Purpose: To assess the self-reported Oral Health Related Quality of Life (OHRQoL) among institutionalised patients
in an alcoholic detoxification programme in northern Portugal.
Materials and Methods: This analytical cross-sectional study using the Oral Health Impact Profile-49 (OHIP-49) was
carried out in 300 individuals institutionalised for alcohol detoxification in withdrawal units. The seven OHIP-49 domain scores and three summary indicators were examined: ‘Prevalence’ (percentage of people reporting one or
more of 49 items at least ‘fairly often’), ‘Extent’ (number of impacts [items] reported at least ‘fairly often’) and ‘Severity’ (mean sum of the participants’ OHIP score).
Results: The sample comprised 83.3% males with a mean age of 44 ± 8.6 years and an abusive alcoholic consumption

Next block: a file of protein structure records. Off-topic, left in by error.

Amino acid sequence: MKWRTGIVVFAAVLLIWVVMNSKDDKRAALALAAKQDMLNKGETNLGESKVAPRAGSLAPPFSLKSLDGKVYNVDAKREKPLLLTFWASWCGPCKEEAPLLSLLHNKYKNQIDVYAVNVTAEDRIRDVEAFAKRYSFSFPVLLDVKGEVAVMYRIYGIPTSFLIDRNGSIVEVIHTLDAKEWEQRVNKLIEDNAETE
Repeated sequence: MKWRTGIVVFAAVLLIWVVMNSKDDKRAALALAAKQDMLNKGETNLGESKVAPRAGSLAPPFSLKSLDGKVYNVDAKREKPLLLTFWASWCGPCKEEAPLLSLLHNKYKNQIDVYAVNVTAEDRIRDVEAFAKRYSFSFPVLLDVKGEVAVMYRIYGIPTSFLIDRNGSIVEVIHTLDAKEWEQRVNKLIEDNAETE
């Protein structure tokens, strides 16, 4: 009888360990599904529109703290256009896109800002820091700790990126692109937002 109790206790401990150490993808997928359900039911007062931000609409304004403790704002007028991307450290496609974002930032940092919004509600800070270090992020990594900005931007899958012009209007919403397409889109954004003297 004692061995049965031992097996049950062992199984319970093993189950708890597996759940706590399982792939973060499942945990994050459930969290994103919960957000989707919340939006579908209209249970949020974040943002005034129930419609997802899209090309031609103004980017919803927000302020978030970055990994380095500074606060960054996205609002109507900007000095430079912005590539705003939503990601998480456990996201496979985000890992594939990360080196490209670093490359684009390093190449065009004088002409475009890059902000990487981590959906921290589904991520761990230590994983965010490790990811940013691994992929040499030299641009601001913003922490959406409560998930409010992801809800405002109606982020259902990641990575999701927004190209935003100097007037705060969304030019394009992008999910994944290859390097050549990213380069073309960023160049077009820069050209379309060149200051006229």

history of 21.2 ± 11.5 years. The results show a ‘prevalence’ of 62.4% (95% CI: 56.7%–67.7%), the
mean ‘extent’ was 3.8 (95% CI: 3.2–4.5) impacts and the mean ‘severity’ level was 54.8 (95% CI: 49.9–59.7).
‘Prevalence’ was significantly and positively associated with patients with gastroesophageal reflux disease (GERD),
those with a higher estimated daily alcohol intake, who previously used hashish and who brushed their teeth after
drinking alcohol. ‘Extent’ was higher among females, those with higher levels of education, patients with GERD,
smokers, and those with a higher estimated daily alcohol consumption; it was negatively associated with not
brushing teeth. ‘Severity’ was significantly and positively associated with female gender and smoking, and negatively
associated with not brushing teeth.
Conclusion: This population of alcohol-dependent patients undergoing an addiction rehabilitation programme presented
a high prevalence of negative oral health impacts, but not a high extent or severity.